Argentina’s government will monitor ownership changes at Spain’s Repsol and it reserves the right to wield its golden share in YPF, the Spanish concern’s local unit, YPF, said in a statement after a board meeting that included a state-appointed director.
During the meeting, Repsol ratified its investment plan for the country. The Planning Ministry had called for the meeting last week as it has grown increasingly concerned that the recent decision of two of Repsol-YPF’s biggest shareholders to wield more influence on the company’s board and management could have a negative effect on the country’s heavily regulated energy market.
The government called for the meeting last week after Mexican state oil firm Pemex nearly doubled its stake in Repsol-YPF to 9.5% as part of a pact with Spanish building firm Sacyr, which holds a 20% stake.
“We request that Repsol formally guarantees the continuity of YPF 2010-2019 investment plan, given the strategic role that the company has in our country’s energy sector” Planning Ministry Deputy Coordination Secretary Roberto Baratta, the state-appointed director in the company, said in a statement.
Baratta also said the company “needs to inform us in a timely fashion of any modification in the running of the company,” emphasizing that during the meeting “we reserved the right of using the state’s golden share” in YPF.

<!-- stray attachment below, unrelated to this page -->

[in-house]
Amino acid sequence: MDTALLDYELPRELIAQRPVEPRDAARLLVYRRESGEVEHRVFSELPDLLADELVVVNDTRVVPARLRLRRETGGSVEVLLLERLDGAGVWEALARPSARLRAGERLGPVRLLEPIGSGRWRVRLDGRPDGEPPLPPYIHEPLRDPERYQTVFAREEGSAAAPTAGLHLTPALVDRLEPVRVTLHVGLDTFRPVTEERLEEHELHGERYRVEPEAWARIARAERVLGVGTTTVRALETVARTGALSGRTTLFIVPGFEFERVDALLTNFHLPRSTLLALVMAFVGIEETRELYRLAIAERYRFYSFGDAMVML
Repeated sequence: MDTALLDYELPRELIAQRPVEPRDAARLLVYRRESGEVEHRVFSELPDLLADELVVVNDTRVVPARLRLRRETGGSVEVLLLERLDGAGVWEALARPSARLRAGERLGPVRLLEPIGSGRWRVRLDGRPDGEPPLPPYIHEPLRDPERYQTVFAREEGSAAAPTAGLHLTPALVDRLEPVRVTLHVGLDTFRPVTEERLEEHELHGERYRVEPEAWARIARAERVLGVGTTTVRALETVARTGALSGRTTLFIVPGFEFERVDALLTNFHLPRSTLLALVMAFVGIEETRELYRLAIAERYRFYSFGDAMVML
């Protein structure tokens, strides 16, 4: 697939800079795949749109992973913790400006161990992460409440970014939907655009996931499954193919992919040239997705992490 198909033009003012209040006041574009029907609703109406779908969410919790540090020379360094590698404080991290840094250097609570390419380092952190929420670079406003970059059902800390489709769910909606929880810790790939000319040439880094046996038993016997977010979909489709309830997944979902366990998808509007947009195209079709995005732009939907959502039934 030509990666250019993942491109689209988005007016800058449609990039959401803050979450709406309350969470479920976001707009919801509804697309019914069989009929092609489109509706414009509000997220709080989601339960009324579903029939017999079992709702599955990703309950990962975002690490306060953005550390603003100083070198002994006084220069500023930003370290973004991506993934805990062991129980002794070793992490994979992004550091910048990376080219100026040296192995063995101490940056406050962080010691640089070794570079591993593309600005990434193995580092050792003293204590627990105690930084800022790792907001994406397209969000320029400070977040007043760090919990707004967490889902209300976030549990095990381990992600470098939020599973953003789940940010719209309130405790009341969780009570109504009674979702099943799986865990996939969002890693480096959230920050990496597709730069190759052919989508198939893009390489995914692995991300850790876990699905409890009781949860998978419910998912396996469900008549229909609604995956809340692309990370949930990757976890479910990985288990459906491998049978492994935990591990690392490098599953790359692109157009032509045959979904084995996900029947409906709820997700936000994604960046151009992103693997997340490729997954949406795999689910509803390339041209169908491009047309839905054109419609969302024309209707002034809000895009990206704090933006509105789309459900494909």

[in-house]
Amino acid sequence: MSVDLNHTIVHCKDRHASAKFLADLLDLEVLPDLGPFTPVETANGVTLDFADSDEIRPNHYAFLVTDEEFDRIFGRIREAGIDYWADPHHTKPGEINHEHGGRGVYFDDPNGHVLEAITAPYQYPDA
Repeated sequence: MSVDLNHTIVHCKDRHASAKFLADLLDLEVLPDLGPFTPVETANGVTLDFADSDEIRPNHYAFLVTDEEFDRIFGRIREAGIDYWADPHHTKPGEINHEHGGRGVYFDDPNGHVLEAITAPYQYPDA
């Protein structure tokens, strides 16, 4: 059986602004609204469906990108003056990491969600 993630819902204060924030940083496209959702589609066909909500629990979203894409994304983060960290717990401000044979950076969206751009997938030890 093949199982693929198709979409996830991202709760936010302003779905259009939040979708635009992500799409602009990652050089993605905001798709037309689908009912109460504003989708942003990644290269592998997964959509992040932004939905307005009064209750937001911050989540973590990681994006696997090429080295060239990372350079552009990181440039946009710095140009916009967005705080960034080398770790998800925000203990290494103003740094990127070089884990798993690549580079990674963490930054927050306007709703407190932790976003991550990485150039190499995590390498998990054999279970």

The company made it clear it had received the message in its own news release, noting that “the Argentine government, through its representative in YPF, notified that it would monitor any changes that could take place in Repsol and that could generate any impact or variation in its investment and/or production plans as well as any other changes in YPF.”
Pemex and Sacyr, have said they want to take powers away from executive chairman Antonio Brufau, who has historically had a good relationship with the Argentine government, by creating the post of chief executive officer, as well as changing Repsol’s strategy to increase its stock market valuation.
Sacyr, which borrowed heavily to build its 20% stake in Repsol, has clashed with Brufau before, when its chairman Luis de Rivero confronted Repsol’s decision to cut dividends in 2009.
The Argentine government is particularly concerned because if Sacyr is successful in obtaining larger dividends, it could affect the company’s available liquidity to carry out investments.
But Baretta said that at the meeting “Repsol officials ratified the investment plans for Argentina ... and dismissed any of the projects they have for the local subsidiary.”
All the YPF directors took part in the meeting, including Brufau.
Repsol-YPF controls more than 58% of YPF, Argentina’s Grupo Petersen, 25.4% and the Argentine government has a golden share in the company, which it considers of strategic importance.
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